ride. The re s ults were excellent but it was found that the results were also excellent if the bolts were taken from stock in the usual oily state and simply heated to the desired temperature without any pre-treatment. This was so, even when the heating step created an oxide coating on the metal surfaces.

A series of comparative tests to measure the effect on torque characteristics of varying the process parameters was conducted on as X 16 UNCZA X 1 inch hex head, SAE Grade cap screws, plain finished, selected for uniformity of size. The test nuts employed were first burnished, then gauged to insure uniformityof thread diameter, case hardened by heat treatment, and regauged.

Mylar A tape of dimensions 96 X V4 X 0.014 inch was used as the blank in all tests. The tapes were positioned with their 34 inch length disposed lengthwise on the fastener.

The following data was obtained from tests in whichthe bolts were preheated to 700 F., and the quenching medium was water at 70 F. The prequench times, at a 70 F. air temperature, were varied as indicated. The penetrometer hardness values are in units of 0.0001 inch penetration and the test device was a modified lcab Line Penetrorneter.

Removal cycles, breakaway torque, in-lbs.

- Penetrometer Prequench time, secs. Installation torque in-lbs. 1 2 3 4 5 hardness ity). However, if the bolts are heated to only 600 to 6 l 0F., the times required for polymer flow to produce equal torque values will be increased, e.g., to 45 and 30 seconds respectively. In both such cases, but particularly for the inch bolt, the longer prequench times permits cooling in air to a lower temperature prior to quenching and the amount of crystallization is increased.

A screw fastener of small diameter may not store enough heat to melt and flow the plastic material as quickly as desired, and, in that event, heat may be applied during the prequench period to a small fastener to maintain the molten state of the polymer for the selected duration of the prequench period.

In a number of test runs, the Mylar A sheet material was employed in various thicknesses of approximately 0.005 inch, 0.0010 inch, 0.015 inch and 0.020 inch, with the patches being applied to class 2A A X 16 inch bolts in the manner indicated in FIGS. 1-7. It was found that a blank of a thickness of 0.010 inch resulted in sufficient plastic in the valleys of the screw thread to provide a desirable self-locking effect.

In all of the above tests the breakaway torque was higher than 7 inch-pounds on the 15th cycle. In one test run, Mylar blanks of approximately 0.010 inch thickness were applied to the bolts that were cleaned in advance either by sandblasting or by dipping the bolts in a suitable degreasin g agent such as carbon tetrachlo:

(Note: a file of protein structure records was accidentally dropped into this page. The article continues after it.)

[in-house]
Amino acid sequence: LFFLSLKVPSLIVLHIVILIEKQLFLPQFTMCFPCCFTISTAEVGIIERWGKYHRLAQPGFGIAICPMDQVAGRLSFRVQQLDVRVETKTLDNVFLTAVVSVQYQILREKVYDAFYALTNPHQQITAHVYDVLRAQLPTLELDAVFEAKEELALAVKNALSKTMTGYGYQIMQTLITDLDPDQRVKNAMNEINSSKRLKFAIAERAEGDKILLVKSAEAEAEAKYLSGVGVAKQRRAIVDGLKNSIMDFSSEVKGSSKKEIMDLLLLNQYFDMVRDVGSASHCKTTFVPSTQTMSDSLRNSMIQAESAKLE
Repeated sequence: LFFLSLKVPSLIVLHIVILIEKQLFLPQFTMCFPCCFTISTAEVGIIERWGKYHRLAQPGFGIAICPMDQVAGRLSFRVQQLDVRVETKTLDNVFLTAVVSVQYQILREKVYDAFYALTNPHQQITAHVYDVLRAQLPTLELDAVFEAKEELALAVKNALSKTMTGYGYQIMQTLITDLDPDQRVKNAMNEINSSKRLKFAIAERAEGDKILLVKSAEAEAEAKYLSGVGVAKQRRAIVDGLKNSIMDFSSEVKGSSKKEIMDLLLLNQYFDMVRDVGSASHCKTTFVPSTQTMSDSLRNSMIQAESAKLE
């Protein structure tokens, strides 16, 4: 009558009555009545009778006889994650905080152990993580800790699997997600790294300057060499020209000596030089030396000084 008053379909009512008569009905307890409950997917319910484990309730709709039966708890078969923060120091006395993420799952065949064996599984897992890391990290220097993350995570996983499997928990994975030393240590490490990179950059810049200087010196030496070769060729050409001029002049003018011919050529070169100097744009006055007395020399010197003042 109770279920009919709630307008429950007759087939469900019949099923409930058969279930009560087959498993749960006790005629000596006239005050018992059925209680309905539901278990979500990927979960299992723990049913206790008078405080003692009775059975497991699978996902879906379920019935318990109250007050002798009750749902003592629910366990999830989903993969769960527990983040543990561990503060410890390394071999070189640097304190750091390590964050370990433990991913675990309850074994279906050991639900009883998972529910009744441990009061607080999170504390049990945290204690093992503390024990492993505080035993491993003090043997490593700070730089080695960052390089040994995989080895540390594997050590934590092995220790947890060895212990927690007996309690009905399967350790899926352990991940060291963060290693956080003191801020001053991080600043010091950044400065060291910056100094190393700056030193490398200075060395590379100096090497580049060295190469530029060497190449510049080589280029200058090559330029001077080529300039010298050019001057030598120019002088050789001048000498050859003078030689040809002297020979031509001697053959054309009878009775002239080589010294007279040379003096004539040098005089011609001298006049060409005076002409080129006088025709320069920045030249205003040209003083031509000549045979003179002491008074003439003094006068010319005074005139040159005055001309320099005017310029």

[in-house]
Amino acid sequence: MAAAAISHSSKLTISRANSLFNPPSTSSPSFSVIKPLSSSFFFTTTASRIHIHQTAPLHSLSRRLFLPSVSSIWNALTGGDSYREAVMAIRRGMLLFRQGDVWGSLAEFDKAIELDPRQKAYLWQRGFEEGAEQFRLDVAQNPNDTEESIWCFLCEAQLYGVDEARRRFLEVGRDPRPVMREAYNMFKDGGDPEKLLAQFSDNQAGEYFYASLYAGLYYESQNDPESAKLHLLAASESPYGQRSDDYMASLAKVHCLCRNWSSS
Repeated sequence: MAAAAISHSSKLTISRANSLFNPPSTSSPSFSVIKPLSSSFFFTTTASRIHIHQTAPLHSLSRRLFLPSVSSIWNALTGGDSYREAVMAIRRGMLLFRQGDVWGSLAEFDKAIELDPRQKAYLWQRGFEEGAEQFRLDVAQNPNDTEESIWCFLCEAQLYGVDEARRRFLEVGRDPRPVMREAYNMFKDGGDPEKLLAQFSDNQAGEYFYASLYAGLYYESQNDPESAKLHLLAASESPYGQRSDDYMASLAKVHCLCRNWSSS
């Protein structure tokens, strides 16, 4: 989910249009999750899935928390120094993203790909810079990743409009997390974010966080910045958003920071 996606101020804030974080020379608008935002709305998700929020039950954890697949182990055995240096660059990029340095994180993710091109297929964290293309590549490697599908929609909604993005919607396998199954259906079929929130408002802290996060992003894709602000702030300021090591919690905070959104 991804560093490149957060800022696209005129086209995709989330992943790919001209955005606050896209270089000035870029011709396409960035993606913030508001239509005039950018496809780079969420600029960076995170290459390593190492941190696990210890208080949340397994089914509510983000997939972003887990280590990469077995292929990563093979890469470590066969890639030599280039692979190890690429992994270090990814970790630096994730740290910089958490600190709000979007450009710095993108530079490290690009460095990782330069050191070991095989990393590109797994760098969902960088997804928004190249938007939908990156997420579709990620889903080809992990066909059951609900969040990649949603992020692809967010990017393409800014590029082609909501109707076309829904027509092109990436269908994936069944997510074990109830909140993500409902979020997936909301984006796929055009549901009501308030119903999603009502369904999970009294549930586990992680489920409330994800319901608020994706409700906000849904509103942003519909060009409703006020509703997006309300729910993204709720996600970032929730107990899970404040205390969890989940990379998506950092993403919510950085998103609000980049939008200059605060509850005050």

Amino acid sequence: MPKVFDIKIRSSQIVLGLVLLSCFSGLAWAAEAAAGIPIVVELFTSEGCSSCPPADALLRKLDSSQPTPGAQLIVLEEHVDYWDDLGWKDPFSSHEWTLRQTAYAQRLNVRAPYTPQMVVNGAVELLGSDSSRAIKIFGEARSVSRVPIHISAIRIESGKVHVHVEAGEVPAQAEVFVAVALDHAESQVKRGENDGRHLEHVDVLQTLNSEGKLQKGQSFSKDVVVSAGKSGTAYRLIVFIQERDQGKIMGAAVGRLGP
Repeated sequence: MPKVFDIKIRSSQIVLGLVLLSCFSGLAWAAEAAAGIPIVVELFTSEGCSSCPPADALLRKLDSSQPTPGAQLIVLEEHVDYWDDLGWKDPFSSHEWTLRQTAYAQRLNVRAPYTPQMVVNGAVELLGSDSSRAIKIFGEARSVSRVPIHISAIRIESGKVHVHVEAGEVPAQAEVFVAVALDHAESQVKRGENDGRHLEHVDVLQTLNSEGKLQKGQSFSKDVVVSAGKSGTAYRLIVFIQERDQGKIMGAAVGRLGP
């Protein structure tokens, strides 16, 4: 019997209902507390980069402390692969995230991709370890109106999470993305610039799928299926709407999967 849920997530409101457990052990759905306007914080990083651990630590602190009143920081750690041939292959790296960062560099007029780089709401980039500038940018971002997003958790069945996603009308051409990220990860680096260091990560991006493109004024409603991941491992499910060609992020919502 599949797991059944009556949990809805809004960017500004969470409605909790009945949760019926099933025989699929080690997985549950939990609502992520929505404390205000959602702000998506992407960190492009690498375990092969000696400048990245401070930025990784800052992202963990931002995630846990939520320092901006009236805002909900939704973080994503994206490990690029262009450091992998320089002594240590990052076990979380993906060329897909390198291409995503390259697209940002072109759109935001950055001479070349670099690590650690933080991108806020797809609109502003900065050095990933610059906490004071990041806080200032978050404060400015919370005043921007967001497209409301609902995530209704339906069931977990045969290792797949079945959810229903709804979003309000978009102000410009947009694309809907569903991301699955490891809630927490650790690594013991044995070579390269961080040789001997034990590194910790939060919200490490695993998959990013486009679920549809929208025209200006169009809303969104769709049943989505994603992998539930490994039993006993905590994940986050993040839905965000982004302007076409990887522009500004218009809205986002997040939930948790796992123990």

For the process conditions and bolt size employed in the above test, the Mylar A patch was found to begin crystallization after a prequench time of 135 seconds. Accordingly, the torque values for the 180 second prequench time show a marked drop at all cycles, indicating loss of durability.

The progression of melting of the Mylar A blank during the prequench periods in IF air environment is from the polymer-metal interface toward the polymerair interface, and for the conditions of the test it was found that approximately 50 seconds was required to obtain complete melting of the polymer at the air surface. When this skin finally melts, the rate of circumferential flow and spreading of the polymer increases sharply. As a result of the more rapid thinning of the patch, the installation and first five removal torques are seen to have decreased markedly when the prequench time exceeded 45 seconds.

Rapid hardening of the patch occurs as the prequench time approached the start of visible crystallization at seconds. Accordingly, for the l20-second prequench time, the installation and first removal torque values were high, but the torque performance beyond the second removal did not maintain the relatively high level because of the increased brittleness and loss of durability from hardening.

In a second test series, the bolts were preheated to 850 F. for the application of the patch, and using the same 70 F. water quenching medium the following req t w r qb a n M 16 same X 16 UNC2A X 1 inch h ex head SAE Grade 5 cap screws. The application temperature Breakaway torque. in-lbs. removal cycles Prequench time, secs. Installation torque, in.-lbs. l 2 3 4 5 l l At the higher temperature of 850 F., the polymer blanks reached the molten state much more quickly than with a bolt temperature of 700 F. Consequently, the torque levels begin to decrease normally, since the patch thickness diminishes as the prequench time is increased. The onset of visible crystallization, case and because of the greater thickness of blank, the bolts were maintained in an environment of 600 F. heated air during the prequench period. Both 70 F. and 32 F. quenching water bath, and 70 F. and 250 F. air cooling were used in the test series, producing the folls vs data: